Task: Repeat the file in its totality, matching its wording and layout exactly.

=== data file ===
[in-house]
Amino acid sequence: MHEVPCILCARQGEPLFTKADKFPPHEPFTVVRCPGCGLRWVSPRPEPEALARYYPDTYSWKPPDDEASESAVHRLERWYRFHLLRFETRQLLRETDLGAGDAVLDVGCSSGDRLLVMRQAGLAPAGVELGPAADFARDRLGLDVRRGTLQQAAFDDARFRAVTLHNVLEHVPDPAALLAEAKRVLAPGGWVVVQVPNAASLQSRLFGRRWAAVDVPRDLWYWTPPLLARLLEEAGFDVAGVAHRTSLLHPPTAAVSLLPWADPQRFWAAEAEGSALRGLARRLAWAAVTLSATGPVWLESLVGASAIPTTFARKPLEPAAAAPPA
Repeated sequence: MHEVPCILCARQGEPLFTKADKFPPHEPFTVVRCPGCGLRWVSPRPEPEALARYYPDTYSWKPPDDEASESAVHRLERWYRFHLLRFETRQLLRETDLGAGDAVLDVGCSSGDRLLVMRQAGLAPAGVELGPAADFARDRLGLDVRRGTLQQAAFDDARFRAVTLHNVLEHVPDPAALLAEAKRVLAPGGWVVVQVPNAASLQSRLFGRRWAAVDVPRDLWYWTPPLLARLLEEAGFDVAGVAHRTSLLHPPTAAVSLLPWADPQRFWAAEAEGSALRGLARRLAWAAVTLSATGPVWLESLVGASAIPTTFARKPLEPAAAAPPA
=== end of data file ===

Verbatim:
[in-house]
Amino acid sequence: MHEVPCILCARQGEPLFTKADKFPPHEPFTVVRCPGCGLRWVSPRPEPEALARYYPDTYSWKPPDDEASESAVHRLERWYRFHLLRFETRQLLRETDLGAGDAVLDVGCSSGDRLLVMRQAGLAPAGVELGPAADFARDRLGLDVRRGTLQQAAFDDARFRAVTLHNVLEHVPDPAALLAEAKRVLAPGGWVVVQVPNAASLQSRLFGRRWAAVDVPRDLWYWTPPLLARLLEEAGFDVAGVAHRTSLLHPPTAAVSLLPWADPQRFWAAEAEGSALRGLARRLAWAAVTLSATGPVWLESLVGASAIPTTFARKPLEPAAAAPPA
Repeated sequence: MHEVPCILCARQGEPLFTKADKFPPHEPFTVVRCPGCGLRWVSPRPEPEALARYYPDTYSWKPPDDEASESAVHRLERWYRFHLLRFETRQLLRETDLGAGDAVLDVGCSSGDRLLVMRQAGLAPAGVELGPAADFARDRLGLDVRRGTLQQAAFDDARFRAVTLHNVLEHVPDPAALLAEAKRVLAPGGWVVVQVPNAASLQSRLFGRRWAAVDVPRDLWYWTPPLLARLLEEAGFDVAGVAHRTSLLHPPTAAVSLLPWADPQRFWAAEAEGSALRGLARRLAWAAVTLSATGPVWLESLVGASAIPTTFARKPLEPAAAAPPA